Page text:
“By vulnerable populations I mean older people, people who present with mental health problems, people who are brought in by police.”
The second stream of Julia’s research is around stress and coping of emergency staff.
“The Emergency Department is an extremely stressful place to work, so understanding what staff find stressful and how they cope enables us to then plan for, develop, test, and evaluate strategies designed to assist them,” she explained.
“It’s important that we look after the staff who look after us.”
One of the things Julia really enjoys within her role is the opportunity to work with other organizations that intersect with the Emergency Department. Once such research project involved working with health, police, ambulance and a number of universities regarding healthcare delivery for people detained in the police watch house.
"This projects involved trialing a model of care that saw emergency department nurses work in one of the police watch houses. The ED nurses complimented the community nurses, which meant that there was a 24/7 nursing presence in the watch house.
"The nurses would work within a team; they communicated with the detainees, the forensic medical officer, paramedics, other health workers, ED staff and police to optimize care delivery for this especially vulnerable population.
“We found that it was a safe and effective model of care, and that it helped reduce the number of transfers to the emergency department. That project provided the platform to progress on to some multi-site research that is being undertaken now where we aim to understand how healthcare is delivered in other watch houses.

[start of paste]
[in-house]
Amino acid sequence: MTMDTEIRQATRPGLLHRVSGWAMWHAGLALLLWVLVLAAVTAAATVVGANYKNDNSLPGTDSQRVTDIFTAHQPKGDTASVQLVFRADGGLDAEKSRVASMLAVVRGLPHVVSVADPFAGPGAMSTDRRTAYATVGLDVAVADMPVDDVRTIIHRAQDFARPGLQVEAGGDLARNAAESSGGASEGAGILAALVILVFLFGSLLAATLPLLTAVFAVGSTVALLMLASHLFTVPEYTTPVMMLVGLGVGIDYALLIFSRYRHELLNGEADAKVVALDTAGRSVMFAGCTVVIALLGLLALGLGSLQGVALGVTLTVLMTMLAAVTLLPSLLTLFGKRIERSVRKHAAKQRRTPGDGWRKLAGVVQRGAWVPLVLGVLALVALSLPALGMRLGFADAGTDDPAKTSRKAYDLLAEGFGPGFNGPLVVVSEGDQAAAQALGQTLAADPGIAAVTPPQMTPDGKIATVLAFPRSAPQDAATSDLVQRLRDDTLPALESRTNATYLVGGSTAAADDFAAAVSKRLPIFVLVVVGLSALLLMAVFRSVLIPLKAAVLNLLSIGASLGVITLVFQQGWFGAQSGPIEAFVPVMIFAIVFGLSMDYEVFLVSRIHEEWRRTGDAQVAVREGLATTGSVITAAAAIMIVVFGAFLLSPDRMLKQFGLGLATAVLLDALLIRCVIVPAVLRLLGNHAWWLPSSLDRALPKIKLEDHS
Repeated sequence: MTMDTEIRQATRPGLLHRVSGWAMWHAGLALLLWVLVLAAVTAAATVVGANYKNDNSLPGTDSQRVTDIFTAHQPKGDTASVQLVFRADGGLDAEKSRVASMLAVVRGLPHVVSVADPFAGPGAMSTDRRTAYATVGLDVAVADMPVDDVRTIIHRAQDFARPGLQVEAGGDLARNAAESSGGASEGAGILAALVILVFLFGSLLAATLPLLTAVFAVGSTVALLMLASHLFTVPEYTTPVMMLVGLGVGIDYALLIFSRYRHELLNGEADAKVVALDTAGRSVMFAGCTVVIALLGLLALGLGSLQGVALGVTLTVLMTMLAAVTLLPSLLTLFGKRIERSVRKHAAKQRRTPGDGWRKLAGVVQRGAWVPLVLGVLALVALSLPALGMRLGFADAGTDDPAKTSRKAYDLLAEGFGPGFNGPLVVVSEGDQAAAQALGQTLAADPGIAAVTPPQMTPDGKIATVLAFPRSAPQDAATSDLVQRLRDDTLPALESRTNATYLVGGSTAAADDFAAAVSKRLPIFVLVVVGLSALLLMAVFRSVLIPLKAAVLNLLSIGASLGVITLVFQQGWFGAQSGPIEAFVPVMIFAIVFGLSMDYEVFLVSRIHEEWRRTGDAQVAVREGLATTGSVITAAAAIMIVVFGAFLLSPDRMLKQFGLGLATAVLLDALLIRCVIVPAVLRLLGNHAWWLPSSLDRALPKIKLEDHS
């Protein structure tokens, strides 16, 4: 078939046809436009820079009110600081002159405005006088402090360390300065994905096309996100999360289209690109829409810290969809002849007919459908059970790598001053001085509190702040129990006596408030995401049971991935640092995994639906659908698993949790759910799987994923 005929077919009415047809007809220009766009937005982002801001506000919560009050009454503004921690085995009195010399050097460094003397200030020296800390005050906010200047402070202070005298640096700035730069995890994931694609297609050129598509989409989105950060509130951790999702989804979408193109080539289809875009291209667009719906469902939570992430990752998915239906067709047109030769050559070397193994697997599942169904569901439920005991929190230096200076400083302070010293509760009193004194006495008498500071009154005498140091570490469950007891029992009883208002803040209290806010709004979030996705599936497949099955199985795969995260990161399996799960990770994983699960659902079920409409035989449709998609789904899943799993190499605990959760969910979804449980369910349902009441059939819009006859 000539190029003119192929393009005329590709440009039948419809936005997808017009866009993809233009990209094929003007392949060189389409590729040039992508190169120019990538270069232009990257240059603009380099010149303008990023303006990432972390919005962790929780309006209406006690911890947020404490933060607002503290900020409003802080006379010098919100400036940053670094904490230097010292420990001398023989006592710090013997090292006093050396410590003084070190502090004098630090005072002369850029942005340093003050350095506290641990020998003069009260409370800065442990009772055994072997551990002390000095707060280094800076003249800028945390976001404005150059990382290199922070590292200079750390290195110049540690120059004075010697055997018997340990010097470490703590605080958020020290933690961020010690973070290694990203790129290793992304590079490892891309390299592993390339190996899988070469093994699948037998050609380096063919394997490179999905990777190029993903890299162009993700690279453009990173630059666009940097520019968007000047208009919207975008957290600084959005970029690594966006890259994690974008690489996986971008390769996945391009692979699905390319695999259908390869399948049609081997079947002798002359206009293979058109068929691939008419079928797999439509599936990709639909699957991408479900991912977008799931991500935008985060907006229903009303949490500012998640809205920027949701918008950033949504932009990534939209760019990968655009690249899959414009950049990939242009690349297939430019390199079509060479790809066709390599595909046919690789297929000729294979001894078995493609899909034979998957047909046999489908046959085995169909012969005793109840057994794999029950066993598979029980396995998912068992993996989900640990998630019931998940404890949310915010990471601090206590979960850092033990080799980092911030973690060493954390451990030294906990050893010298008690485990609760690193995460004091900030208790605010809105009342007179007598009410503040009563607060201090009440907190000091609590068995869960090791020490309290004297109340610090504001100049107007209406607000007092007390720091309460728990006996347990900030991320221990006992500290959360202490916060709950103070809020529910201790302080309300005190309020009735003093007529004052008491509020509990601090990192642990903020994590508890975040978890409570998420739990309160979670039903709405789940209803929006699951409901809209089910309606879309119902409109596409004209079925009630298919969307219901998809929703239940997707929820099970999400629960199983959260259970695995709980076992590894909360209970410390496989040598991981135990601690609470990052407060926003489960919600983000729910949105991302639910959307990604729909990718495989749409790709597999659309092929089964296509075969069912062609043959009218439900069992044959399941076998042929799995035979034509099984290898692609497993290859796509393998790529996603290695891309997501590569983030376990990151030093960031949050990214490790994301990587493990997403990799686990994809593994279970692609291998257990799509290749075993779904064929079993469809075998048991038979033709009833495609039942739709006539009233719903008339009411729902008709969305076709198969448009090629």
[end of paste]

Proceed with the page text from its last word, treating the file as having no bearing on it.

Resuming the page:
"Then we will be in a position to do some interventional research, hopefully trialing one or several healthcare delivery models in different watch houses and Emergency Departments in Queensland and hopefully Australia.”
Julia says she gets a real thrill from being able to help understand and improve emergency care on such a large scale.
“I find the work I do very rewarding work; it helps address priority areas that impact not only the ED and community where I work, but hopefully other EDs and communities around the world,” she said.
“I think it aligns really well with Griffith’s mission to make a meaningful contributions to society and produce ground-breaking research.”
It’s not only those in healthcare who are recognising Julia’s work; she was awarded a Medal of the Order of Australia in 2020 for her contribution to emergency care nursing.
“I was truly humbled and honoured to receive that award,” Julia said.
“I see it as a reflection of the outstanding people I have and continue to have the opportunity to work with from so many sectors.”
She says that her time at Griffith has been instrumental in helping her reach her career goals.
“I have been so fortunate to have great mentors and colleagues here at Griffith who have given helpful career and personal advice that’s all helped along the way.
“I have appreciated and benefited from the caring and personalized approach that Griffith, and the people that make Griffith what it is, have provided... The University has grown so much in so many ways since I began studying there. I am where I am, in my joint appointment, largely because the support of people who gave great advice and were great role models and leaders for me to look up to.
“To be part of Griffith’s growth has been a really wonderful opportunity.”